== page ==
As a result, many African Americans want to travel back to motherland during this Detty December to explore their ancestral history and to reconnect with the past.
[READ MORE: What the Year of Return means for Ghana tourism]
The benefits that Nigeria would enjoy from the Detty December period would be the boost in tourism. The tourism sector has been growing yearly and it is has contributed in the growth of our nation. According to Reuters, a World Bank report asserted that Nigeria brought in a total of $1.09 billion from international tourism in the year 2016.
Another report from Wesgro in South Africa highlighted an increase of 12% in Nigerian tourism in 2017. Although the same report from Wesgro stated that foreign investors contributed only 6.8% to Nigeria’s tourism GDP, it cited the potential that Nigeria has to expand the tourism sector for the future years. The report projects a 1.7% increase in tourism by 2027 that would generate N205.4 Billion.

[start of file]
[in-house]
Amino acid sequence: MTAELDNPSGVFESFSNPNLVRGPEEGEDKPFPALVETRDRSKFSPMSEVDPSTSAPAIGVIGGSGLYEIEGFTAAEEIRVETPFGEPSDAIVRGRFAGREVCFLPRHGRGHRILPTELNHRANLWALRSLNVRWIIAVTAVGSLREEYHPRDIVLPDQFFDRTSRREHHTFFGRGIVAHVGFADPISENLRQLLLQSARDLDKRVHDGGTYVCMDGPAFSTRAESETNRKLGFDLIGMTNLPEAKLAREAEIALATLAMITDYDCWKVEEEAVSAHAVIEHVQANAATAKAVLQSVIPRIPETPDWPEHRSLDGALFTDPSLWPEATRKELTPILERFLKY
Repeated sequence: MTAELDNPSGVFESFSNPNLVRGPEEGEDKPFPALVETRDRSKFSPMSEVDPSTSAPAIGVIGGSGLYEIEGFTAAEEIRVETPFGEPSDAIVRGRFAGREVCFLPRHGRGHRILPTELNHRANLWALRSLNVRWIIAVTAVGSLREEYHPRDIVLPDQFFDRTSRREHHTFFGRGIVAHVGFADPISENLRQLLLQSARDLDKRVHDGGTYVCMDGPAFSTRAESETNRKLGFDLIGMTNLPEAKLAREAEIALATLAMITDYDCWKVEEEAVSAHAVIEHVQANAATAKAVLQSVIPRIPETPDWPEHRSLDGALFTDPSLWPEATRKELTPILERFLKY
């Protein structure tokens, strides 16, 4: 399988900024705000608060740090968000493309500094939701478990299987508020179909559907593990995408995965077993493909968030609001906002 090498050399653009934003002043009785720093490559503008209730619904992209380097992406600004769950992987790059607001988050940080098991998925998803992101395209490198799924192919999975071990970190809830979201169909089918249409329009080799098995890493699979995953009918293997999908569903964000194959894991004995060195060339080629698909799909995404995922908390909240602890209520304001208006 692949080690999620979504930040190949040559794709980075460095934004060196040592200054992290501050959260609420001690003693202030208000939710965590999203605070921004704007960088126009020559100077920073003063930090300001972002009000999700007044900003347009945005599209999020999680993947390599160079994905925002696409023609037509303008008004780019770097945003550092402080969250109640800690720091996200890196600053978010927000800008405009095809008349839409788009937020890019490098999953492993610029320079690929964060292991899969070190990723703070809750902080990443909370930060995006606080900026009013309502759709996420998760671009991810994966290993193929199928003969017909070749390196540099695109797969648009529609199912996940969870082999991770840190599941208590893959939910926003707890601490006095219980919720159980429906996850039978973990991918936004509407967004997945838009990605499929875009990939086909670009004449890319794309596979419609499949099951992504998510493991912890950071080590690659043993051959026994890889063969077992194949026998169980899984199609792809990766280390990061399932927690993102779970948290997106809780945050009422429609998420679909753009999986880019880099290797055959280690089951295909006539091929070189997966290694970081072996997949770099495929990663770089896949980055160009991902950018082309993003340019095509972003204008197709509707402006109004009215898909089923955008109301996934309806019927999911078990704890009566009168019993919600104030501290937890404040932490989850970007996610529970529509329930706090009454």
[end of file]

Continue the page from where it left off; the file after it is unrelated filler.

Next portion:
Nigeria has 36 states; however, a flurry of December events happen in Lagos, providing opportunities for other states to tap into the spirit of the season and generate revenues from tourism. Strangely, Ghana is leveraging this opportunity and many Nigerian artistes will be performing in Ghana as well.
While security concerns remain a constant challenge in Nigeria with threats of Boko Haram, there is no denying that Nigeria has a lot to offer to the outside world. The Detty December period is when foreigners get to experience the culture and lifestyle of Nigerian entertainment and cuisine. I personally implore all foreigners to take a trip to Nigeria this year to enjoy and engage in our wonderful festivities.